Prior to 1752 the main route from Southampton and Winchester to Farnham and then on to London mainly missed out Bishops Sutton and Ropley as the road took various other routes.
Before the formation of Alresford pond and the development of New Alresford around 1204, the chief route was through the Worthys, heading up the present B3047 up on to Itchen and Stoke down through Abbotstone to Old Alresford, Drayton, Bighton, then Medstead to Chawton Park Wood, coming out near Alton Leisure Centre.
The formation of the pond made a connection along the weir from (Old) Alresford to the new development of Nova Forum (the New Market aka New Alresford). Another benefit of the weir was to dry up the marsh land further downstream at Sewers Bridge where the railway bridge at Ladycroft is now; this made it easier to pass and so opened up the road over the hill from Morn Hill and into Alresford down Broad street to connect with the old London rd through Bighton. The old road took many routes up numerous branches to Alton and was badly maintained, with a particularly difficult section being through Drayton which was often flooded.
In 1752 an Act of Parliament established the Winchester and Alton Lower district Turnpike Trust. This gave the private company the right to collect tolls along the length of the route and they had the responsibility to repair and upgrade the existing roads. the road was about 20 miles in length with four toll gates and bars. One of the gates being near St Swithun’s school another on the crossroad that crosses the present A31 Ovington /Gander down and the Round House in the Avenue at New Alresford. The position of the fourth is unclear.
The tolls for a typical turnpike of the time were:
Coach with 4 or more horses 1 shilling
Coach with 2 horses 6d
Carriage with 1 horse 3d
Wagon or cart, with 5 or more horses 1 shilling
Horse, laden or unladen, not drawing 1d
Cattle, per score 10d
Sheep, pigs, &c., per score 5d
In 1851 William Green who was living in Bishops Sutton was employed as a labourer on the Turnpike. Because of the cost of the tolls, many - especially locals and drovers - continued to use the old routes. The turnpike thrived until the coming of the railway in 1865 and then went into decline and was eventually taken over by the newly formed Highway Authority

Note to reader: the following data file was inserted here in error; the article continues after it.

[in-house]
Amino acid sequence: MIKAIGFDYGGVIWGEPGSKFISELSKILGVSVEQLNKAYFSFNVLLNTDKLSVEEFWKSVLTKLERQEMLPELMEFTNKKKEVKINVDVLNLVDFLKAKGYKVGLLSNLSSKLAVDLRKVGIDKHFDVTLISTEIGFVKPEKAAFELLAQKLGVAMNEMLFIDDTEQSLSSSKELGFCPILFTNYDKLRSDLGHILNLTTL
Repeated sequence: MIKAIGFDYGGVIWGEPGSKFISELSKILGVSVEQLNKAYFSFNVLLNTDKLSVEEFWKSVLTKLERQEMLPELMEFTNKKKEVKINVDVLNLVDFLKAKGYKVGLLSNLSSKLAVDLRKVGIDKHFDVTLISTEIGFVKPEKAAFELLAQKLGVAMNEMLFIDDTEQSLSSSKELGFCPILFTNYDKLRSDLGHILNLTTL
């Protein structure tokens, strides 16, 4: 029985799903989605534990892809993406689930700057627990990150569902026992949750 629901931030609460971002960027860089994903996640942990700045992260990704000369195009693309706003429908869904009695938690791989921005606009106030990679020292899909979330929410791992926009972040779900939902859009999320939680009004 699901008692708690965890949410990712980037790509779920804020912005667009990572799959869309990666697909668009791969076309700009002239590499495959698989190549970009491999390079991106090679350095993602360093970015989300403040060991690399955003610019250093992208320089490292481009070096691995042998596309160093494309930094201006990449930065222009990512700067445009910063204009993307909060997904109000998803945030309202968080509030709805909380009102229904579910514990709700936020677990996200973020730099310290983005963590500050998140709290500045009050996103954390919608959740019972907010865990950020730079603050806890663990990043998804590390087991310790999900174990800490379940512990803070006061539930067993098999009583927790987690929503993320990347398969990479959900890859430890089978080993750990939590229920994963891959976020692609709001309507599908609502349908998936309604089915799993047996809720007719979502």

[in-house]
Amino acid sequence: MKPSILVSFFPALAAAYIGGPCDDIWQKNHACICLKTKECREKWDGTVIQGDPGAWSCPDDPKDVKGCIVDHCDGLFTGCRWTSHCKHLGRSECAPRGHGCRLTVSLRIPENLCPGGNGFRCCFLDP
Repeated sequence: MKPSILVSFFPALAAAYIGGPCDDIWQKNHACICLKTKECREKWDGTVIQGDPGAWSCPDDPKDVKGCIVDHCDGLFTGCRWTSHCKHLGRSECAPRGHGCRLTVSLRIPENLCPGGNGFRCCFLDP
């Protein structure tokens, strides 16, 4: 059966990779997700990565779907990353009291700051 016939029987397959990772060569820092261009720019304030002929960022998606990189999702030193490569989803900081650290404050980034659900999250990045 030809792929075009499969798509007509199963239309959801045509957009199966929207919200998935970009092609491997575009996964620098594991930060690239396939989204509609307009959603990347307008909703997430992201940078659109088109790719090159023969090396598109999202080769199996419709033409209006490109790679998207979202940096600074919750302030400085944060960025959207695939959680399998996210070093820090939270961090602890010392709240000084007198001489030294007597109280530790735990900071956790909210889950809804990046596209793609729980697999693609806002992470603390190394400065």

The Elms (Bishops Court) 1903 Taken from an auction catalogue
The Elms was in 1870 called Sutton Cottage. Shortly after it seems Charles Collis the owner changed the name to Elm lodge/The Elms at least by 1880. Charles was a well-known farmer in Sutton (Church Farm) and Colemore: a sheep dealer and corn merchant. Charles died in 1883. By 1909 it had become Bishop's Court.
Description of the Elms 1903 Auction Catalogue
The Cripples 1895 The Ruins (White Friars)
This was a purpose-built building over the stream at the bottom of what is now White Friars garden. It was used by the Racehorse owner Arthur Yates (Standing with hat) for the treatment of strains and lameness in his horses using hydrotherapy. The two horses are Ulysses and Esher.
Along the back behind the horses can just be seen a Wapiti and a Molucca deer with an impressive Emu in the foreground.
It is said that Mr Yates kept a veritable menagerie at his properties the Ruins and across the road at Lacklands with various deer and Zebras which roamed the grounds and exotic birds including Parrots.
1897 Map showing position of the Cripples
Lacklands (sometimes called Bishop's Sutton House) 1895
In the 1960's it was a Preparatory Catholic boarding school for boys. More recently, it was divided up into North, South, East and Hall Lodges and became private properties.
This View is looking at the East end of Mr Yates' House . The property to the right is across the road: the Ruins (today White Friars). At the time of the photo both properties were owned by the Racehorse trainer Arthur Yates.